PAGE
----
Differences in intelligence only become obvious when the complexity of the material increases. Elementary school students spend most of their time learning simple tasks: basic reading, writing, math and how to sit still. It is only necessary to put extremely intelligent or profoundly impaired elementary school students in separate classes. In middle school and high school, the complexity of many courses, especially science and math increases. This is when it is necessary to separate students based on their congenital academic ability. My suggestions assume every student wants to learn, which is a big assumption. Students with IQs below 85, 15% of the population should consider vocational training. Students with IQs of 85 to 100, or 34% of the population should take basic high school courses. Students with IQs of 100 to 115, again 34% of the population should take honors courses. Students with IQs above 115, 15% of the population would benefit from AP or IB courses. Students who are very intelligent (above 145) or very impaired (below 55) should go to separate schools whose offerings are commensurate with their abilities.
Immutable differences in intelligence are real and have a great impact on a student's ability to learn. Putting a student with an IQ of 70 (3rd percentile) in a math class with a student with an IQ of 130 (97th percentile) creates tremendous difficulties. The teacher could teach at level which a student with an IQ of 100 could understand, but the student with an IQ of 70 would fail miserably and the student with an IQ of 130 would be wasting his or her time and probably fall asleep.
Separating students by ability is the only way to ensure that less intelligent students stay in school and highly intelligent students reach their potential. Every student could take courses that do not require much intelligence. Courses such as gym, health and typing should have students of all abilities. Viscerally, it sounds pleasant to provide every student with equal instruction in an attempt to make all students equal. In reality, when you put every student in the same class the dumb students get crushed and smart students are bored.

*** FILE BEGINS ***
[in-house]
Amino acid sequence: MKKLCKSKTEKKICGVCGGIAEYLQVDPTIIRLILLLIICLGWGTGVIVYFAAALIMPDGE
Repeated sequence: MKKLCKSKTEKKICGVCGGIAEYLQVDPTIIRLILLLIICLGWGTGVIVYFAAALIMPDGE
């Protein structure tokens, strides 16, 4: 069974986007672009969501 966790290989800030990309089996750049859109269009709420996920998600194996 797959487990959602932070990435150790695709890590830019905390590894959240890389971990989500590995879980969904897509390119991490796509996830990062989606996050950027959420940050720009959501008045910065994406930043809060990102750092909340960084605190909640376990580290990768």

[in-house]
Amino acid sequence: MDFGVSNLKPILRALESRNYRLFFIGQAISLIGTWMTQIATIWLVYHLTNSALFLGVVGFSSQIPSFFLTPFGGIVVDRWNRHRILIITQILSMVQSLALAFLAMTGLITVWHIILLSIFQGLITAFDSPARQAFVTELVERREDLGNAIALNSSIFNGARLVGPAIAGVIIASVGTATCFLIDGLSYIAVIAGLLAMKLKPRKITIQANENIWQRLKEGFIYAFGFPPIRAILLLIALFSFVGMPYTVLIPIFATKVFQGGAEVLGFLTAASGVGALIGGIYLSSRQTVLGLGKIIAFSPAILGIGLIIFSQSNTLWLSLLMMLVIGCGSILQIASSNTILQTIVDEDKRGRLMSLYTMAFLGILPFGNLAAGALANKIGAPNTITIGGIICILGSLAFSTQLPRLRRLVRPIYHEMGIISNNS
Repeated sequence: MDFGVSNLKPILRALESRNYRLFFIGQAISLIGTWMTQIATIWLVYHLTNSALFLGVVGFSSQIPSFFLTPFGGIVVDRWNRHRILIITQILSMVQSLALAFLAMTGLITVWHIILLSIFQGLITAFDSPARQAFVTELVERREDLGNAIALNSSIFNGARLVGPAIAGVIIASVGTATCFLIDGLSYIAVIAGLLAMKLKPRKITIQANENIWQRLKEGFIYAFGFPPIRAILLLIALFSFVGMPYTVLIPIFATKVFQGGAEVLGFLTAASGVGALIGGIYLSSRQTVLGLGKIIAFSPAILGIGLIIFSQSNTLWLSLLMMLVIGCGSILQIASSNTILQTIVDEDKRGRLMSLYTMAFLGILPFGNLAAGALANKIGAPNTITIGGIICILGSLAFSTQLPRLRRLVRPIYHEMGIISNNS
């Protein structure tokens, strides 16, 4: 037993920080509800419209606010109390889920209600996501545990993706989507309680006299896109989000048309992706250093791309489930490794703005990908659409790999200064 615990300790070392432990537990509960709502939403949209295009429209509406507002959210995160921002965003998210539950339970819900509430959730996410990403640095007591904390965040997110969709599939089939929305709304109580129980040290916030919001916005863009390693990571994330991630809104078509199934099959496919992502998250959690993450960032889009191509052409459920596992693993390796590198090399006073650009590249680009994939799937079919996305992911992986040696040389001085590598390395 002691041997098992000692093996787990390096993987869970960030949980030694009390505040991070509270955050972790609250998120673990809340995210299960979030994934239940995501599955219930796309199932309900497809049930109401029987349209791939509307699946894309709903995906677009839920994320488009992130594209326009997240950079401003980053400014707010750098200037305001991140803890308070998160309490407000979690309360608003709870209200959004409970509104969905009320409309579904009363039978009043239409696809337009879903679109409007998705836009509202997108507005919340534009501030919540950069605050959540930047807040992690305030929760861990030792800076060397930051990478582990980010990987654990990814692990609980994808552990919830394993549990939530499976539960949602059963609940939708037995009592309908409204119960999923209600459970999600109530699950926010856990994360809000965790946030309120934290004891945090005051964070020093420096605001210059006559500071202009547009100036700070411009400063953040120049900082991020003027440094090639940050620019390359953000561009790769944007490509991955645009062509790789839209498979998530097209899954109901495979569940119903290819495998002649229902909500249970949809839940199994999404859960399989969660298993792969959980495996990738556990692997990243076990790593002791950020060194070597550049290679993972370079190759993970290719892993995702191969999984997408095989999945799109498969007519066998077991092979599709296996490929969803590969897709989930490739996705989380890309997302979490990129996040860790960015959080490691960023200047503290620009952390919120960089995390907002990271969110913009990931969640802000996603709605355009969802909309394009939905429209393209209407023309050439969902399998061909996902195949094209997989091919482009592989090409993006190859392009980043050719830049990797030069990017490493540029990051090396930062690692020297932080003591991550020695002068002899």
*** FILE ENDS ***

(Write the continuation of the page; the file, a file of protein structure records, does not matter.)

They should be in different classes because all a smart student gets from a dumb one is a slower learning experience because the smart students teacher is slowed down by the dumb student. Imagine your in a classroom and the teacher is stuck talking to a student about 2 x 32=64 when your ready to learn trigonometry.
Im two dub i got nun smatic particlz plz halp? I gon ned lat of edacuton butt de udder kidz r to smart four my, if i got my on specal clas i wuld be berry appy, plz liten 2 me i iz very impoordant, me daddy uber rich n bedder dan u and yours, gg deal wih it pece
Like someone mentioned here, it essentially removes a student's opportunity to learn from others. Moreover, it creates a feeling of inferiority within the "dumber" kids; this in turn can lead to problems such as low self-esteem and a general lack of confidence. Frankly, I do not think the students are to blame; after all, all students come from different mindsets, and thus have different IQs. Instead, no student should be segregated based on their academic abilities; it is the teachers that have to find a way to teach that will suit everyone's learning needs.
It removes the opportunities to progress from the students qualified as dumb when in reality every person thinks in a different way, we need to increase our school system, not the quality about children. Also exceptional kids can be increased a class level if they are very fast and good, so being with regular or "dumb" children does not harm them. It is basically segregating kids on test results-